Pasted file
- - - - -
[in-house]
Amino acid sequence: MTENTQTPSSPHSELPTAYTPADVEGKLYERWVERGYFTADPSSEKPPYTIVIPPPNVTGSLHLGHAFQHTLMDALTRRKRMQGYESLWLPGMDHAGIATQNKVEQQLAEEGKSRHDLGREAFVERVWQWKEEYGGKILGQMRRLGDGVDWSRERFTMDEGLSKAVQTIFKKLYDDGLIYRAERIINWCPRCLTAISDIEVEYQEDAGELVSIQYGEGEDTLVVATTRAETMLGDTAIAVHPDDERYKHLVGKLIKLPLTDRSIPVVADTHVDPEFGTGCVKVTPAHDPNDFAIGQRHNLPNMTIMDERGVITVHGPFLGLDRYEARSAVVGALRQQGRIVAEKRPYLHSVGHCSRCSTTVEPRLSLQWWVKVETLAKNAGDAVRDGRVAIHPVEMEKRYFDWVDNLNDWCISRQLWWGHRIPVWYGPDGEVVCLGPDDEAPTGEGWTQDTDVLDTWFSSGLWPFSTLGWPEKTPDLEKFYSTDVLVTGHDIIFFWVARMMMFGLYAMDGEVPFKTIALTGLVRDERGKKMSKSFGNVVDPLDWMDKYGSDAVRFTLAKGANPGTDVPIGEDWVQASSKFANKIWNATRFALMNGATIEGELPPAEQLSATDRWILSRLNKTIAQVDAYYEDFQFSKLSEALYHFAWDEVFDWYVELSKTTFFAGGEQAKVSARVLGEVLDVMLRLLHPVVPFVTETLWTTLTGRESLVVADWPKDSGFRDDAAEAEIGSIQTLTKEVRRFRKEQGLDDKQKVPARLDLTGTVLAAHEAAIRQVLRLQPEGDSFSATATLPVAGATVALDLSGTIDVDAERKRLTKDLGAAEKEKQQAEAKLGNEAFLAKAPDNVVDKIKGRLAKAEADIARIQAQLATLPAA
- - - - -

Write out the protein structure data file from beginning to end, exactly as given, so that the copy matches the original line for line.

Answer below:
[in-house]
Amino acid sequence: MTENTQTPSSPHSELPTAYTPADVEGKLYERWVERGYFTADPSSEKPPYTIVIPPPNVTGSLHLGHAFQHTLMDALTRRKRMQGYESLWLPGMDHAGIATQNKVEQQLAEEGKSRHDLGREAFVERVWQWKEEYGGKILGQMRRLGDGVDWSRERFTMDEGLSKAVQTIFKKLYDDGLIYRAERIINWCPRCLTAISDIEVEYQEDAGELVSIQYGEGEDTLVVATTRAETMLGDTAIAVHPDDERYKHLVGKLIKLPLTDRSIPVVADTHVDPEFGTGCVKVTPAHDPNDFAIGQRHNLPNMTIMDERGVITVHGPFLGLDRYEARSAVVGALRQQGRIVAEKRPYLHSVGHCSRCSTTVEPRLSLQWWVKVETLAKNAGDAVRDGRVAIHPVEMEKRYFDWVDNLNDWCISRQLWWGHRIPVWYGPDGEVVCLGPDDEAPTGEGWTQDTDVLDTWFSSGLWPFSTLGWPEKTPDLEKFYSTDVLVTGHDIIFFWVARMMMFGLYAMDGEVPFKTIALTGLVRDERGKKMSKSFGNVVDPLDWMDKYGSDAVRFTLAKGANPGTDVPIGEDWVQASSKFANKIWNATRFALMNGATIEGELPPAEQLSATDRWILSRLNKTIAQVDAYYEDFQFSKLSEALYHFAWDEVFDWYVELSKTTFFAGGEQAKVSARVLGEVLDVMLRLLHPVVPFVTETLWTTLTGRESLVVADWPKDSGFRDDAAEAEIGSIQTLTKEVRRFRKEQGLDDKQKVPARLDLTGTVLAAHEAAIRQVLRLQPEGDSFSATATLPVAGATVALDLSGTIDVDAERKRLTKDLGAAEKEKQQAEAKLGNEAFLAKAPDNVVDKIKGRLAKAEADIARIQAQLATLPAA